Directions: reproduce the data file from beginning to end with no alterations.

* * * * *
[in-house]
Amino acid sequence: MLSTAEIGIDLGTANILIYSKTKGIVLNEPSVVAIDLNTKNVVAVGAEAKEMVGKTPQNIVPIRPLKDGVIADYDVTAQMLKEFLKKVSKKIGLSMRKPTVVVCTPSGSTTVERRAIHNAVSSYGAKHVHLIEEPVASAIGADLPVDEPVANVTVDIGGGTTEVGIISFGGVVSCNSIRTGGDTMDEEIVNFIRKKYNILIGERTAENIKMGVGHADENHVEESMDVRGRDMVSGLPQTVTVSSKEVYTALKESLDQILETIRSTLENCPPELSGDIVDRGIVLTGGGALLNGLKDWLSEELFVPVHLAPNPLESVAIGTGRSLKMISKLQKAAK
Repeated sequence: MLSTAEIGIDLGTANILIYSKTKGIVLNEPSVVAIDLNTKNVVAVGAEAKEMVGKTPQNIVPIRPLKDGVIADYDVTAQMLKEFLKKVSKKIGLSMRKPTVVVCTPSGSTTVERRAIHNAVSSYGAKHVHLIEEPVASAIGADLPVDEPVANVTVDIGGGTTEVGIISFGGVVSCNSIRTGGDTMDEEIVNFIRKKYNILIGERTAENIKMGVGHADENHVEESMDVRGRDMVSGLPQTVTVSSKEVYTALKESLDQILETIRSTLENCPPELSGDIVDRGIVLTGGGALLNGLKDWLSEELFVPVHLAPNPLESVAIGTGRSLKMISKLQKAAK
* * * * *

[in-house]
Amino acid sequence: MLSTAEIGIDLGTANILIYSKTKGIVLNEPSVVAIDLNTKNVVAVGAEAKEMVGKTPQNIVPIRPLKDGVIADYDVTAQMLKEFLKKVSKKIGLSMRKPTVVVCTPSGSTTVERRAIHNAVSSYGAKHVHLIEEPVASAIGADLPVDEPVANVTVDIGGGTTEVGIISFGGVVSCNSIRTGGDTMDEEIVNFIRKKYNILIGERTAENIKMGVGHADENHVEESMDVRGRDMVSGLPQTVTVSSKEVYTALKESLDQILETIRSTLENCPPELSGDIVDRGIVLTGGGALLNGLKDWLSEELFVPVHLAPNPLESVAIGTGRSLKMISKLQKAAK
Repeated sequence: MLSTAEIGIDLGTANILIYSKTKGIVLNEPSVVAIDLNTKNVVAVGAEAKEMVGKTPQNIVPIRPLKDGVIADYDVTAQMLKEFLKKVSKKIGLSMRKPTVVVCTPSGSTTVERRAIHNAVSSYGAKHVHLIEEPVASAIGADLPVDEPVANVTVDIGGGTTEVGIISFGGVVSCNSIRTGGDTMDEEIVNFIRKKYNILIGERTAENIKMGVGHADENHVEESMDVRGRDMVSGLPQTVTVSSKEVYTALKESLDQILETIRSTLENCPPELSGDIVDRGIVLTGGGALLNGLKDWLSEELFVPVHLAPNPLESVAIGTGRSLKMISKLQKAAK